Nepal`s deadlocked parties to hold fresh PM election on Feb 3

Last Updated: Thursday, January 27, 2011 - 23:06

Kathmandu: Nepalese lawmakers will begin a fresh process next week to elect a new prime minister after 16 failed attempts for nearly seven months, as the squabbling political parties were unable to meet a January 26 deadline
set by the president to put in place a national government.

President Ram Baran Yadav directed the Parliament to
begin a fresh process for the election of a Prime Minister on
the basis of majority vote as political parties had failed to
hammer out a deal to form a consensus government.

Parliament`s Business Advisory Committee, which runs
the prime ministerial poll, announced that the parties would
have to file nominations by February 2, following which fresh
elections would be held February 3.

The second and third round of election, if required,
will be held on February 5 and 6 respectively, it said.

A key meeting of three main political parties -- the
main opposition UCPN (Maoist) and the two ruling alliance
partners CPN (UML) and the Nepali Congress -- yesterday ended
in a deadlock as they failed to agree on a consensus prime

President Yadav`s second deadline to form a national
consensus government expired yesterday.

The Maoists have staked claim to lead the next
coalition during the meeting of the three parties as they were
the largest party in the House.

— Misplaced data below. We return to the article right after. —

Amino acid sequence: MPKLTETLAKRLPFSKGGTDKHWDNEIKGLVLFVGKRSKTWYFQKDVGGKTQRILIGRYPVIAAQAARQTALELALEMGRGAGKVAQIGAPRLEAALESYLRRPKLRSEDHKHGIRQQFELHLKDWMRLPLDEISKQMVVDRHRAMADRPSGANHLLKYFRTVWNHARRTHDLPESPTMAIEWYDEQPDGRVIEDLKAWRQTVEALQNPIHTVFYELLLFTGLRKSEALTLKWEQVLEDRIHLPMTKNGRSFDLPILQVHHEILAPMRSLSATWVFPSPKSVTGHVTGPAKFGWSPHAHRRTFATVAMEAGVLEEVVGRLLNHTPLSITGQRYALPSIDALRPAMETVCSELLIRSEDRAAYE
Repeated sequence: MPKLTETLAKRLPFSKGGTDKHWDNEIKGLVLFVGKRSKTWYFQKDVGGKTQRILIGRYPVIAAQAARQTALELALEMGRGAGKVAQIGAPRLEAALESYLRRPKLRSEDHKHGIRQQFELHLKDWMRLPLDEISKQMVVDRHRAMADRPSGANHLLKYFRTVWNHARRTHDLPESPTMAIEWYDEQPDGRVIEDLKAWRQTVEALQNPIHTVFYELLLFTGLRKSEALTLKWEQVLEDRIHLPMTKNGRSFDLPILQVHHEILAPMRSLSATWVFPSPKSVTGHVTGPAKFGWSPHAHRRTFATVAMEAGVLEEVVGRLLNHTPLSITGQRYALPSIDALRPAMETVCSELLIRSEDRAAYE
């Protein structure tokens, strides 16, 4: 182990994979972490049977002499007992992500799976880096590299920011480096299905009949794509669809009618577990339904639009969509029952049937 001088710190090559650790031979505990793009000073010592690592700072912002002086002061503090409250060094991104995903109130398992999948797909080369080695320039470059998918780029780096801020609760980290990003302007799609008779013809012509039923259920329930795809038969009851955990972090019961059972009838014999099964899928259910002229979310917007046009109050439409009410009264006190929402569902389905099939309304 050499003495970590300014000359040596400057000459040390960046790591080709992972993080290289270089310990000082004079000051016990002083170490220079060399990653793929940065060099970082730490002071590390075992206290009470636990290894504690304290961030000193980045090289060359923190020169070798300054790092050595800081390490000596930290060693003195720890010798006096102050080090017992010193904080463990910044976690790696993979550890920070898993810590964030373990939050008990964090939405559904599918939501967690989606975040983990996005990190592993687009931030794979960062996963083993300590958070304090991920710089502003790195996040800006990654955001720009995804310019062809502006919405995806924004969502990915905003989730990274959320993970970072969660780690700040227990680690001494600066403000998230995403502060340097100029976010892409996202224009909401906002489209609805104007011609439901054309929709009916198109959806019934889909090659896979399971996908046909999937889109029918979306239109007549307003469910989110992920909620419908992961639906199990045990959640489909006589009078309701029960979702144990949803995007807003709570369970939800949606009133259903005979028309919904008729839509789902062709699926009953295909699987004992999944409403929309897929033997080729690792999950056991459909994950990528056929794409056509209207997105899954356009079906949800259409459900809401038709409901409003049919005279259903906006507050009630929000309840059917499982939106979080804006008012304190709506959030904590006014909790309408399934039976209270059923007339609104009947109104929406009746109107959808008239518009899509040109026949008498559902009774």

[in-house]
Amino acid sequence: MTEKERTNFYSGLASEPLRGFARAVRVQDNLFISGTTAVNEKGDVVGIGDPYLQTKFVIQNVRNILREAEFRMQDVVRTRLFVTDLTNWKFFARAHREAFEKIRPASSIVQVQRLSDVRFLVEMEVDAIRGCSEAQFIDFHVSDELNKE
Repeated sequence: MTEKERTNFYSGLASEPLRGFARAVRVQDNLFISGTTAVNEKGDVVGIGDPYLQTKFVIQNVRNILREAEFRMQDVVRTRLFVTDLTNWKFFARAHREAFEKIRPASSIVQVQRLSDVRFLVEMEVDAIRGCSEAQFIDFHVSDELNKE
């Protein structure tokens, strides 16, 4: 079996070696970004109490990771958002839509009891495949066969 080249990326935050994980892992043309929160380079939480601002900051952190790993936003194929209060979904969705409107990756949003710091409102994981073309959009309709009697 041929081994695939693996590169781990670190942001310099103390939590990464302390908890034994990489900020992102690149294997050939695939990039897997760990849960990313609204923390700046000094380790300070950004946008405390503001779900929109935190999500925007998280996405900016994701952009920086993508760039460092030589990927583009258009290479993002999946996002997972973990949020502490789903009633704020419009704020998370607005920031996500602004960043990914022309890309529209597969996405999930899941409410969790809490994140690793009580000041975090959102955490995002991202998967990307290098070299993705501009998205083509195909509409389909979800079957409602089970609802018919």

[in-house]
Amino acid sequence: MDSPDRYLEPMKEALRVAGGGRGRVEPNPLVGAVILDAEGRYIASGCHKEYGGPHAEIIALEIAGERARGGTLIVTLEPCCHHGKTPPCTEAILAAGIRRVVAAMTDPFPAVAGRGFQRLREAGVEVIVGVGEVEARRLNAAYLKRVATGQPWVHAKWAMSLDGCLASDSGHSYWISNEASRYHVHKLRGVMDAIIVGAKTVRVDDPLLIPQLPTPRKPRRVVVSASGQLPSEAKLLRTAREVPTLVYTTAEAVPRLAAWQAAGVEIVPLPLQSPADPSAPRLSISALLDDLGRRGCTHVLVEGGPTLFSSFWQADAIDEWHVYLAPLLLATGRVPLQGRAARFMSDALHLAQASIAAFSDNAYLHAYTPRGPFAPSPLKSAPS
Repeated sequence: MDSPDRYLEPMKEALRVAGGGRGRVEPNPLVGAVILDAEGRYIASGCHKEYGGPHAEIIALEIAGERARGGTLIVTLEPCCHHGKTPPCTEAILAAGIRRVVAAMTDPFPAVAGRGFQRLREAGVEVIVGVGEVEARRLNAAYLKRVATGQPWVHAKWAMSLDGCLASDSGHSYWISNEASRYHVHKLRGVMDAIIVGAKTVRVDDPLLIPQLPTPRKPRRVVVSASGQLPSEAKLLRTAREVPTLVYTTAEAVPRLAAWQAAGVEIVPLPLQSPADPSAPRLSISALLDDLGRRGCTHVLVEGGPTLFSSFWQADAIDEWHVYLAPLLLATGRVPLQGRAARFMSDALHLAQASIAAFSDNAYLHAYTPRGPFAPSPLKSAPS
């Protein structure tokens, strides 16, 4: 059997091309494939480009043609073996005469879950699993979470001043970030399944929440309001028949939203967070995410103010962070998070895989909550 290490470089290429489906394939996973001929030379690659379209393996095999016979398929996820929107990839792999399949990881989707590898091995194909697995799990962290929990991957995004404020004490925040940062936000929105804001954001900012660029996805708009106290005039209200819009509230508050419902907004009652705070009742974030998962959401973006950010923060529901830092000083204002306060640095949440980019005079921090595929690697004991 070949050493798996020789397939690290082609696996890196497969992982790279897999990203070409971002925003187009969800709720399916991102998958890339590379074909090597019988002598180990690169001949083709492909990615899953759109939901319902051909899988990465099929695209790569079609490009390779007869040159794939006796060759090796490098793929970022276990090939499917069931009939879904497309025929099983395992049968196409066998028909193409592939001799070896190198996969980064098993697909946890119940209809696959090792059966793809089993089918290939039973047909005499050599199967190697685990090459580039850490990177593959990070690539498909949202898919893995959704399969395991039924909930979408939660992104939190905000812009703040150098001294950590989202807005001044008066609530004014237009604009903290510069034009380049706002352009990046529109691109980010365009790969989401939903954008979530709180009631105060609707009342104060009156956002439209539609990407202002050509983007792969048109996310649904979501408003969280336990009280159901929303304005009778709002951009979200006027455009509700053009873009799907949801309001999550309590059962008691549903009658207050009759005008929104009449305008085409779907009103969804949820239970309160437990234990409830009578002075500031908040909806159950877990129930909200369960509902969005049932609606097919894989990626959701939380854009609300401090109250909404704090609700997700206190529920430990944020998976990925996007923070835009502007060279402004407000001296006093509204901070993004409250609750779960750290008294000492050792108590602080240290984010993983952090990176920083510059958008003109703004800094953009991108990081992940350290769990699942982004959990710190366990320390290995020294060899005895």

Maoist chief Prachanda insisted that his party should
be given the chance to form the government as the former
rebels have now put their combatants under the supervision of
the Special Committee of major political parties after the
exit of the UN peace mission.

A candidate must garner the support of more than 50
per cent of the 601-seat Constituent Assembly to win. However,
no party holds a majority in the legislature, and the
deadlocked parties have been unable to form a coalition.

On January 25, a five-member parliamentary committee
headed by Ek Raj Bhandari approved key changes in the rules
for electing a prime minister that would make it mandatory for
lawmakers to vote for a new leader in the House.

Under the recommendations, lawmakers will not be
allowed to abstain, attendance will be mandatory, and the
Parliamentary speaker will be able to disqualify candidates
after three failed rounds of voting.


First Published: Thursday, January 27, 2011 - 23:06

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